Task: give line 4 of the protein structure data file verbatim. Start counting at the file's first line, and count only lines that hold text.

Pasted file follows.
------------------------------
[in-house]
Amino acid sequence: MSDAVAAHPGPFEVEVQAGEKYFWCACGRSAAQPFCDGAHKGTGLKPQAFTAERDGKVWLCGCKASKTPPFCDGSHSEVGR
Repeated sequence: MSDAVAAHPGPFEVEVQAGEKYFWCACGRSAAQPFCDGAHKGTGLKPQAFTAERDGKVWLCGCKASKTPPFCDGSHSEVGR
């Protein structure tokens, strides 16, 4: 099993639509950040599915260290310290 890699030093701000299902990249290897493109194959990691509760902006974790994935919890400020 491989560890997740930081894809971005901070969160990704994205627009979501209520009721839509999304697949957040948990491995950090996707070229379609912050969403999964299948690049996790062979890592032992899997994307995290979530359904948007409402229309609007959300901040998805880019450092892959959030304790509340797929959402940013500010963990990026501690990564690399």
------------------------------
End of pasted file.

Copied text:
């Protein structure tokens, strides 16, 4: 099993639509950040599915260290310290 890699030093701000299902990249290897493109194959990691509760902006974790994935919890400020 491989560890997740930081894809971005901070969160990704994205627009979501209520009721839509999304697949957040948990491995950090996707070229379609912050969403999964299948690049996790062979890592032992899997994307995290979530359904948007409402229309609007959300901040998805880019450092892959959030304790509340797929959402940013500010963990990026501690990564690399």